MCEVERS: Wow. So we've got a little bit of one of your conversations, the last part of one of your conversations. Let's just listen to that for a second.

(SOUNDBITE OF ARCHIVED RECORDING)

VAZQUEZ: Yeah, great. Yeah, N Three Mike Victor Fox, go ahead.

DOBER: Roger. I did get a hold of Shirley (ph). She's very happy about hearing about Tony (ph). And I talked to Karen (ph) and told her about Phil (ph). You can relay to Phil that she's also going to tell Phil's mother that he's doing fine.

VAZQUEZ: Roger, roger, roger. So...

MCEVERS: Wow. That - so that's you talking to Angel Vazquez.

DOBER: Correct. He had already gave me some messages to run. And then what I did is I made the phone calls. And then he obviously wants to confirm them with the people that, you know, asked for the message to be sent, so he would get back on and ask that you confirm that you got a hold of the contacts that he wanted you to make.

MCEVERS: How many messages have you relayed since the hurricane hit?

DOBER: Myself about a hundred.

MCEVERS: Oh, wow. And what's - what are one or two that, you know, are you know you're going to remember for a long time?

DOBER: Honestly, there was one woman who - she just broke down in tears when I told her. And she actually called me back five minutes later and she basically asked me, you just called me. And what you told me, I want to hear it again to make sure I heard it right.

MCEVERS: And what had you told her?

DOBER: I told her that, yes, I did call you five minutes ago. And the news I gave you is the news that your loved one is OK.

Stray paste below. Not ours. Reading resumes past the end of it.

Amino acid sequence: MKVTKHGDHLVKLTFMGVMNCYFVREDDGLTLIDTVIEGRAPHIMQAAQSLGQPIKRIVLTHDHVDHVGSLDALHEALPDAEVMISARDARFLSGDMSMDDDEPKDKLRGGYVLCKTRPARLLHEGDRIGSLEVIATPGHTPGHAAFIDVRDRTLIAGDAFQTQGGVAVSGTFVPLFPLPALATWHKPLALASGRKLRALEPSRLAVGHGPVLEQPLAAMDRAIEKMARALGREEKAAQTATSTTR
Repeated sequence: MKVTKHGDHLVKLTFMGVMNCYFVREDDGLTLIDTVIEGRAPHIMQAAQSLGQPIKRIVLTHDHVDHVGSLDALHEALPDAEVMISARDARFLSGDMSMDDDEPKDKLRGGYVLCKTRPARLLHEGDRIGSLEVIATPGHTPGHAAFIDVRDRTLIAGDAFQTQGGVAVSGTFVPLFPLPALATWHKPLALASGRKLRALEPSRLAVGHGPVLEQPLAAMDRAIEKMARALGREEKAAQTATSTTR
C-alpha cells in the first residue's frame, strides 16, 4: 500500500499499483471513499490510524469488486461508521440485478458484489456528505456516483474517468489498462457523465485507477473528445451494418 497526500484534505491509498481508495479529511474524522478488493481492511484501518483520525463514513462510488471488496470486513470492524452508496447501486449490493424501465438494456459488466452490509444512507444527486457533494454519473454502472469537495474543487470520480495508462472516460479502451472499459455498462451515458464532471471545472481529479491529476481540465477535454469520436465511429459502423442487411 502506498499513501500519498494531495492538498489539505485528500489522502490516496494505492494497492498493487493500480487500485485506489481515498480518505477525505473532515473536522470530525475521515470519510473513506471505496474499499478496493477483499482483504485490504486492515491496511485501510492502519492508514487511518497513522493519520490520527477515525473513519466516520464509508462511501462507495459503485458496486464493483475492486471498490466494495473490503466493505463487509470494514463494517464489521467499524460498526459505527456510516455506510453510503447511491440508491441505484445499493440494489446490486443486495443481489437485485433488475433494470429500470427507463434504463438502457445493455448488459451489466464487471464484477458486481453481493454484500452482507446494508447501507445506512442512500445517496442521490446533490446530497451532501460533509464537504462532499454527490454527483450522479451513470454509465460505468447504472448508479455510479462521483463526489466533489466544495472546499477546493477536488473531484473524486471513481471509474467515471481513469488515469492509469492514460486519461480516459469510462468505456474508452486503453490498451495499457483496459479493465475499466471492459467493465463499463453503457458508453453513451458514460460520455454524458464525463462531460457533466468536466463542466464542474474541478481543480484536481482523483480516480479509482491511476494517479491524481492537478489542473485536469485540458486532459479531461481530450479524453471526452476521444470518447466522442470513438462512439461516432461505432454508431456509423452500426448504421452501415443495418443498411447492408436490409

MCEVERS: And so she just had to hear it one more time?

DOBER: She had to hear it one more time, yes. And like I said, as soon as I told her - and it's odd because you're telling people - I mean, I was calling people in California, in Texas. And you're telling them, hi, I'm from Pittsburgh, Pa., and I have news out of Arecibo for you or out of Puerto Rico. So for them it's kind of like, what? You know, that's not the way they're expecting to get their news.

MCEVERS: It makes sense that they would be like, wait, is this for real?

DOBER: Right. And so that was kind of it. Usually we ham operators are considered boring individuals, you know? And one young woman said to me - after I told her she said, you guys rock. And that I wasn't expecting to hear either because you don't really hear that as a ham radio operator.

MCEVERS: (Laughter) Do you ever check back in with people? You know, have you had sort of reason to?

DOBER: No, I've not, only because, again, you know, it's kind of one of those things where I think people are still in shock. These people are just so happy to hear that they're - especially in this situation where we're still - we're into a week after the hurricane and there's still people without electricity maybe for months and communication. So really I think that, you know, they deserve a little bit of privacy.

MCEVERS: Well, Greg Dober, ham radio operator, thank you so much.

DOBER: Thank you.